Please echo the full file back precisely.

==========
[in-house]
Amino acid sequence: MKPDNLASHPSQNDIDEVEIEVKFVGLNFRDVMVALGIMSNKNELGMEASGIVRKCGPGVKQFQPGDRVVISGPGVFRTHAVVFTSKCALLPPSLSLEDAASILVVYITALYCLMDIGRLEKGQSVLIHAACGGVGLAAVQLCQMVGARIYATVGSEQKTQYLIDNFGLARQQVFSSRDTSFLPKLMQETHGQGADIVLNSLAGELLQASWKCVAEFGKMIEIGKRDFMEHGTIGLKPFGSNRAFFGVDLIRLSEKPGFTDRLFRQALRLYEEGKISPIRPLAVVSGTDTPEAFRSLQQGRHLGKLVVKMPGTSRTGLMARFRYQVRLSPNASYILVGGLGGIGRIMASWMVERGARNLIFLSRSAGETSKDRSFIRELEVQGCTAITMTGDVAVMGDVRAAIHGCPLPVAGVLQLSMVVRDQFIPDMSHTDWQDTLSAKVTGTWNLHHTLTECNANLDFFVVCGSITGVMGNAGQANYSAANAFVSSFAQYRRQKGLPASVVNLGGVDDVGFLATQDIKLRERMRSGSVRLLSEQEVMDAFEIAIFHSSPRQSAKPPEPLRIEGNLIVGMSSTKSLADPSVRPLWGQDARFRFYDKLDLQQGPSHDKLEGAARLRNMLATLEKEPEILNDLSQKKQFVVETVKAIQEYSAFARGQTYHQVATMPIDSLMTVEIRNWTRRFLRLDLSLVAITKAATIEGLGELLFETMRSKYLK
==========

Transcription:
[in-house]
Amino acid sequence: MKPDNLASHPSQNDIDEVEIEVKFVGLNFRDVMVALGIMSNKNELGMEASGIVRKCGPGVKQFQPGDRVVISGPGVFRTHAVVFTSKCALLPPSLSLEDAASILVVYITALYCLMDIGRLEKGQSVLIHAACGGVGLAAVQLCQMVGARIYATVGSEQKTQYLIDNFGLARQQVFSSRDTSFLPKLMQETHGQGADIVLNSLAGELLQASWKCVAEFGKMIEIGKRDFMEHGTIGLKPFGSNRAFFGVDLIRLSEKPGFTDRLFRQALRLYEEGKISPIRPLAVVSGTDTPEAFRSLQQGRHLGKLVVKMPGTSRTGLMARFRYQVRLSPNASYILVGGLGGIGRIMASWMVERGARNLIFLSRSAGETSKDRSFIRELEVQGCTAITMTGDVAVMGDVRAAIHGCPLPVAGVLQLSMVVRDQFIPDMSHTDWQDTLSAKVTGTWNLHHTLTECNANLDFFVVCGSITGVMGNAGQANYSAANAFVSSFAQYRRQKGLPASVVNLGGVDDVGFLATQDIKLRERMRSGSVRLLSEQEVMDAFEIAIFHSSPRQSAKPPEPLRIEGNLIVGMSSTKSLADPSVRPLWGQDARFRFYDKLDLQQGPSHDKLEGAARLRNMLATLEKEPEILNDLSQKKQFVVETVKAIQEYSAFARGQTYHQVATMPIDSLMTVEIRNWTRRFLRLDLSLVAITKAATIEGLGELLFETMRSKYLK